It seems to me you have no first-hand knowledge of Romney’s tax status. And I doubt you’d argue that Reid’s words were illegal.

    So according to Doug’s Law, as described when ducking the issue of Ohio’s statutes to prevent minorities from voting, shouldn’t you refuse to comment?

  38. anjin-san says:

    I think the dirt is basically an indication that it’s a close and unpredictable race. It’s easy to be high-minded when you’re in little danger of losing.

    Well, a good counter to the POV would be ’72…

  39. Kylopod says:

    @anjin-san: True, but this is Nixon we’re talking about….

  40. Daulnay says:

    We’ve had well over a decade of Republican smear campaigns, and only now are you complaining about the tone of elections? Do you remember where the term ‘Swift Boating’ came from?

    This kind of thing isn’t good for the country, but no one in the punditocracy has even gone ‘tut-tut’ to the Republicans, much less raked them over the coals. If you pundits had done your job properly over the last decade, I doubt we’d be seeing nearly as much mud-throwing. But you gave the Republicans a pass (and still are). So you’ve no right to get snarky and moralistic now.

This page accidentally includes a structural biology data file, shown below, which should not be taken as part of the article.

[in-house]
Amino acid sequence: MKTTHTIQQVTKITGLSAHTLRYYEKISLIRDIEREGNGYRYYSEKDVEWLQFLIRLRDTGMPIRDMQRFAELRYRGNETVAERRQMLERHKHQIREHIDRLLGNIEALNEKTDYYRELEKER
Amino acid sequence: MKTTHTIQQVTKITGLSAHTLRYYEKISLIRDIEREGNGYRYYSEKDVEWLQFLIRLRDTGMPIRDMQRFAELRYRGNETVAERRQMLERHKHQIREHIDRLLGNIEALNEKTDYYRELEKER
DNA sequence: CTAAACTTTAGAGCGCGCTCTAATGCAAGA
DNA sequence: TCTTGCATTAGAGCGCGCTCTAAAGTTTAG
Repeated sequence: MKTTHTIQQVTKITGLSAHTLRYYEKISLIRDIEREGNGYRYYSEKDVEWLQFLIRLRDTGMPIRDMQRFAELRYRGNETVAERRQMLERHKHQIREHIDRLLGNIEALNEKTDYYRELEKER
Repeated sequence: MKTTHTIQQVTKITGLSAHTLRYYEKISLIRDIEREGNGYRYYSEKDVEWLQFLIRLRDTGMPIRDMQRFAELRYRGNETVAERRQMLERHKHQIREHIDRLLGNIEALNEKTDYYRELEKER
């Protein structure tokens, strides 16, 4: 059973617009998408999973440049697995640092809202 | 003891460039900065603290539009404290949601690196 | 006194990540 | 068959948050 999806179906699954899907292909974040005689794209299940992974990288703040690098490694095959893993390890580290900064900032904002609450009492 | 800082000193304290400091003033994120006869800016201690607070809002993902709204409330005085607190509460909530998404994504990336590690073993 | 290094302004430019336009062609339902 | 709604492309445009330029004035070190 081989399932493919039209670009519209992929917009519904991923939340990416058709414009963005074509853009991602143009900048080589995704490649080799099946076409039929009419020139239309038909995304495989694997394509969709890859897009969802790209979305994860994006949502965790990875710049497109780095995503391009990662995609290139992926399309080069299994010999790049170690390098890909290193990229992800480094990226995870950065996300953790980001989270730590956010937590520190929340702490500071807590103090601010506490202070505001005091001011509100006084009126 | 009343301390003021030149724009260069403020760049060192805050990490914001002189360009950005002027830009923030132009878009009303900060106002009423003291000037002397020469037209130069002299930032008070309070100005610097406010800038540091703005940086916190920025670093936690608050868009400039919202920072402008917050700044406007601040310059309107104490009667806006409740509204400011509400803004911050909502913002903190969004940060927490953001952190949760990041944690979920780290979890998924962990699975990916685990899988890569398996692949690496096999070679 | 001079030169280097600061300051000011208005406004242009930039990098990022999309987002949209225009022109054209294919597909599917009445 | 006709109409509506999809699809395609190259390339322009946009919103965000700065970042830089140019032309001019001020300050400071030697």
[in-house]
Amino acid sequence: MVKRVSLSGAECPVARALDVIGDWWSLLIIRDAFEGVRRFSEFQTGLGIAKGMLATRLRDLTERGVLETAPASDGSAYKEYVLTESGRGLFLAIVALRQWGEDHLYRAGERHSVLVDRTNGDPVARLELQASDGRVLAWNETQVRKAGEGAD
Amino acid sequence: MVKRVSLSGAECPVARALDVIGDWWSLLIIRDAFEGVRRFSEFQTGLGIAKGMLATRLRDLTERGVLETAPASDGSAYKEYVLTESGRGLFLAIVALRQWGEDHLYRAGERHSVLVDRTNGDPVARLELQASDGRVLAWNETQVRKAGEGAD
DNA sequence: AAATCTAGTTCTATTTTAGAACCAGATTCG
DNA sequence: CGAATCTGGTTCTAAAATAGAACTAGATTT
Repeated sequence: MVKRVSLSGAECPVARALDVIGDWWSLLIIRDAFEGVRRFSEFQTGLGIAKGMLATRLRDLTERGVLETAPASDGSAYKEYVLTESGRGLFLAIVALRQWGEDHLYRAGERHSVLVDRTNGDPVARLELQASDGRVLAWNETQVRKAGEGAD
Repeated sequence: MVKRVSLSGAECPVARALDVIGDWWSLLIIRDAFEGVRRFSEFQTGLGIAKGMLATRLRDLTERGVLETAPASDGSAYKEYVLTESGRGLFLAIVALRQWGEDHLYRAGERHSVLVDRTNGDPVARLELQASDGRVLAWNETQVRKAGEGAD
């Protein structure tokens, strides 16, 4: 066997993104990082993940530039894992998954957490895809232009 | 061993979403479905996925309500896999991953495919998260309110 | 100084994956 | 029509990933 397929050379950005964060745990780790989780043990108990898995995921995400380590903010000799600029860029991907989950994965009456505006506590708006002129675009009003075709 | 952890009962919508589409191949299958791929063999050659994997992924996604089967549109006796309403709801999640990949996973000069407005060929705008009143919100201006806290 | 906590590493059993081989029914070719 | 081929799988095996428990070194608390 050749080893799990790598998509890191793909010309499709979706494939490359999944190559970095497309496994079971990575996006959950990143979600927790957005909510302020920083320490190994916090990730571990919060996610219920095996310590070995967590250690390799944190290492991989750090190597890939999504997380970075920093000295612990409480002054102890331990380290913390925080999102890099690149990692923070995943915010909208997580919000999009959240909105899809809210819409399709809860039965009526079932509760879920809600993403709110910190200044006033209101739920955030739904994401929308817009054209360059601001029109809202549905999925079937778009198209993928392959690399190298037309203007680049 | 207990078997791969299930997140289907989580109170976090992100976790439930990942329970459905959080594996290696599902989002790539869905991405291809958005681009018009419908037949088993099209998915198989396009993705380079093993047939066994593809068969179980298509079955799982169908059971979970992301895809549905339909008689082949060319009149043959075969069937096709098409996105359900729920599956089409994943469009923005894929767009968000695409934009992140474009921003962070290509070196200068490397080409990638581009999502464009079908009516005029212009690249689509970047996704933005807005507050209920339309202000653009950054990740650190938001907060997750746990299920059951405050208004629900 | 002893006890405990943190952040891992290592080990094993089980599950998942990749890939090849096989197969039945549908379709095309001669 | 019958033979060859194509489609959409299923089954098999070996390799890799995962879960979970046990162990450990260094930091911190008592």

41. fred says:

    Oh Bo hoo. Shall I get you a fainting couch and some smelling salt. Let me give you a wee reminder of where we have been and believe me, I am just scratching the surface.

    After Willie Horton ads, Swiftboating, GOP convention-goers waving purple band-aids to mock a veteran’s war wounds, birtherism, Ann Coulter saying the “only choice was whether to impeach or assassinate” President Clinton, Coulter claiming 9/11 widows were “enjoying their husband’s deaths,” Rush Limbaugh mocking Michael J. Fox’s Parkinson’s disease, ads falsely claiming Barack Obama favored “comprehensive sex education for Kindergartners,” Rand Paul supporters trying to stomp the head of a protester, ads claiming Kay Hagen was “godless,” Michelle Bachmann calling for an investigation of ‘un-American views” among the Congress, “If ballots don’t work, maybe bullets will,” “Obama hates white people,” ‘GET OFF MY PHONE YOU LITTLE PINHEAD!” “YOU LIE!”, wingnuts at FreeRepublic calling 11-year old Sasha Obama a “street whore” for wearing a peace sign on her t-shirt, outright lies about “death panels,” “Bury Obamacare with Kennedy,” cheering for executions, booing soldiers in war zones for being gay, comparing poor people to stray animals you shouldn’t feed, “’we’ve got one raghead in the White House, we don’t need a raghead in the governor’s mansion,” supposed “Christians” suggesting that people pray for the President using Psalm 109:8 (“May his days be few; may another take his office. Let his children be fatherless, and his wife a widow”) as a text, Limbaugh calling the First Lady “uppity,” and on and on and on, all without a single peep from the Right…They can take their whiny-ass bullshit about liberal “rudeness” and peddle it somewhere else. We ain’t buyin’ it here.

  42. chopper says:


    this. a thousand times.

    seriously, the party of ‘death panels’ and birtherism is complaining about ‘tone’? get the hell out of here with that garbage.

  43. bill says:

    @Nikki: your figures are off a bit, maybe 30% think he “may be muslim”, most say he’s “christian. this is from cbs, not some rightwing wacko poll!